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for treason were at this era-in a sort of transition state. The great bulk of the evidence against the Earl of Essex and the Earl of Southampton, who was tried along with him, consisted of written examinations, and among them was "the declaration of the Lord Keeper, the Earl of Worcester, and the Lord Chief Justice of England," containing a narrative of their imprisonment, and signed by the three. They were likewise called as witnesses, and "proved in Court upon their honours*, that they heard the wordsKill them, kill them;' but they would not charge my Lord of Essex that they were spoken either by his privity or command." They were much more forbearing than the counsel for the Crown, Coke and Bacon, who, to the disgrace of both, showed very unnecessary zeal in procuring a conviction,- for the Judges declared, according to what has ever since been held for law, "that in case where a subject attempteth to put himself into such strength as the King shall not be able to resist him, and to force the king to govern otherwise than according to his own royal authority and discretion, it is manifest rebellion, and in every rebellion the law intendeth as a consequent the compassing the death of the King, as foreseeing that the rebel will never suffer the King to live or reign who might punish or take revenge of his treason and rebellion." The prisoners did not deny that they intended forcibly to seize the Queen's person, although they insisted that they loved and honoured her, and only wished to rid her of evil councillors.

CHAP.

XLVII.

interview

After his conviction, Essex, at his own request, had an in- Lord terview in the Tower with the Lord Keeper and other mi- Keeper's nisters of the Queen, and asking pardon of him for having with him in imprisoned him, took a tender leave of him, and thanked him the Tower. for all his kindness. The unhappy youth might still have been saved by the good offices of Egerton and other friends, and the inextinguishable regard which still lurked in the royal bosom, if the Queen had not waited in vain for the

Nevertheless they appear to have been sworn. Camden says, "Summus Anglie Justitiarius Pophamus rogatus et juratus quam indigne Consiliarii habiti fuerunt."- Camd. Eliz. vol. ii. p. 231.

† 1 St. Tr. 1340. The prisoner spoke of them with great respect. "Essexius respondet se in honoratissimos illos viros nihil mali cogitasse at summo cum honore observasse." - Camd. Eliz. vol. ii. p. 231.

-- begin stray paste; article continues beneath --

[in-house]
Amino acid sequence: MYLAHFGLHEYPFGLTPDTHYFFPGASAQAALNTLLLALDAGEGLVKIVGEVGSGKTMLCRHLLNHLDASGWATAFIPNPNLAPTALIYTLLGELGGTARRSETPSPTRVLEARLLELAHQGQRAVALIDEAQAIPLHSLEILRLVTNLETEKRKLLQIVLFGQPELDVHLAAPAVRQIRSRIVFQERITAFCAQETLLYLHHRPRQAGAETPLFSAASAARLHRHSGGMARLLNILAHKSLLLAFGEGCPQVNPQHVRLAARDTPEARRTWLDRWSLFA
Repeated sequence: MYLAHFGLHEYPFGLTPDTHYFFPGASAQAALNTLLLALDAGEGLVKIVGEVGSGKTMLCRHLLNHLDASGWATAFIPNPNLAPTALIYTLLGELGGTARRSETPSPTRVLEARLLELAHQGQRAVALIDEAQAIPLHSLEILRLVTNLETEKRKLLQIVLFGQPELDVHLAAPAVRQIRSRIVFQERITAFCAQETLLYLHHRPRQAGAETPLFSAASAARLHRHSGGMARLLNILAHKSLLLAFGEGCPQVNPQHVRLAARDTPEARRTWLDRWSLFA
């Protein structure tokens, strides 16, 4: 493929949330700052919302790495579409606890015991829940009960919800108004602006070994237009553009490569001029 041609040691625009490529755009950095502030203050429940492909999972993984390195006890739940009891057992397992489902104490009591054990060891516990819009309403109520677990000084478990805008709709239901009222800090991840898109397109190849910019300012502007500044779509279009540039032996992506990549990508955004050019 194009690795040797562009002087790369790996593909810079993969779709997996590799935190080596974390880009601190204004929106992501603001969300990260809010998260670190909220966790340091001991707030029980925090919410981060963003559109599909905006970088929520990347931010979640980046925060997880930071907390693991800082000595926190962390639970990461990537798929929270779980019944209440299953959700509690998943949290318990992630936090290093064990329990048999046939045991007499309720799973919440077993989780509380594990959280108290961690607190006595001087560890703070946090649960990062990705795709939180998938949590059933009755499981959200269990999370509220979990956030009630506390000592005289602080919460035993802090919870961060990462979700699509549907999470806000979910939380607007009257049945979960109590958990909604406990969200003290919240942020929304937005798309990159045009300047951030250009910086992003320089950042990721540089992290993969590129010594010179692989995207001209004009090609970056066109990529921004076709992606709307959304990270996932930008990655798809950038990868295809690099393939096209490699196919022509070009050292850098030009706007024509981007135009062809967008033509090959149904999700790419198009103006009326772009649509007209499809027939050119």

XLVII.

CHAP. token of his true repentance which he had intrusted to the false Countess of Nottingham, and which being at last produced gave such agony to the last hours of Elizabeth.

Death of Lord Fllesmere's

and of his

eldest son.

In the meanwhile her grief was somewhat assuaged by appointing the Lord Keeper, under a Commission, to summon all who had been implicated in Essex's plot, in order to treat and compound with them for the redemption of their estates, and the Exchequer was filled by the fines imposed upon them as the condition of their pardon.*

We must now look back to the events which were happening to the Lord Keeper in domestic life. In January, second wife, 1599, he had the misfortune to lose Lady Egerton, his second wife, to whom he was most affectionately attached†; and when he was beginning to recover his composure, he received the sad news of the death of his eldest son in Ireland, a very fine young man, who had been struck with a passion for military glory, and was serving under the Earl of Essex. +

His third marriage.

However, in the following year, he comforted himself by marrying his third wife, the Countess Dowager of Derby, celebrated in her youth by Spenser, under the name of Amaryllas, and afterwards the patroness of the early genius of Milton, who wrote his Arcades for her amusement.

* Rym. F. tom. xvi. 421.

"My Lady Egerton died upon Monday morning: the Lord Keeper doth sorrow more than the wisdome of soe greate a man ought to doe. He keapes privat, hath desired Judge Gawdy to sit in Chancery, and it is thought that he will not come abroade this terme. - Letter from Rowland Whyte, Esq. to Sir Robert Sydney, 24th January, 1599. Sydney Papers, vol. ii. 164.

His father had wished to breed him to the law, but consented at last to his becoming a soldier.

"I wysh my sonne woulde have gyven hym selfe to have attended these things; but his mynde draweth hym an other course to folowe the warre, and to attende My L. of Essex into Irelande, and in this he is so farre engaged that I can not staye him, but must leave hym to his wille, and praye to God to guyde and blesse him." Letter of Lord Keeper to his brother-in-law, dated 6th March, 1598. Ellesmere MS.

Letters of condolence on his son's death poured in from all quarters. I give as a specimen one from George More of Losley : "Yt was the providens of God that your sonne was borne; so was it that he died: he was your's but for a terme of his life, whereof the thred once spunne cold not be lengthned, and the dayes nombered one day cold not be added by all the worldes power. In his byrth as in his death was the hand of the Lord God; in the one for your comfort; in the other for your tryall; in bothe for your good, if in both you glorifie God. What comfort greater can be than to have a sonne brought up in the feare of God, to spend the first and to end the last of his strength in the favour and service of his Prince?". · Ellesmere MS.

CHAPTER XLVIII.

CONTINUATION OF LIFE OF LORD ELLESMERE TILL THE END OF
THE REIGN OF ELIZABETH.

Rolls.

CHAP.

A. D. 1601.

controversy

WE have seen that when Egerton was intrusted with the custody of the Great Seal, he still retained his former office XLVIII. in the Court of Chancery. In the first instance, it was intended that this arrangement should only be temporary; and Lord there were, as might be expected, several aspirants to the Keeper's Among these, the most pushing and importunate with Serwas Serjeant Heele, a lawyer of considerable vigour and jeant Heele. capacity, who had raised himself to extensive practice, and amassed great wealth by very doubtful means. His promotion would have been exceedingly disagreeable to the Lord Keeper, who therefore wrote the following memorial that it might be submitted to the Queen.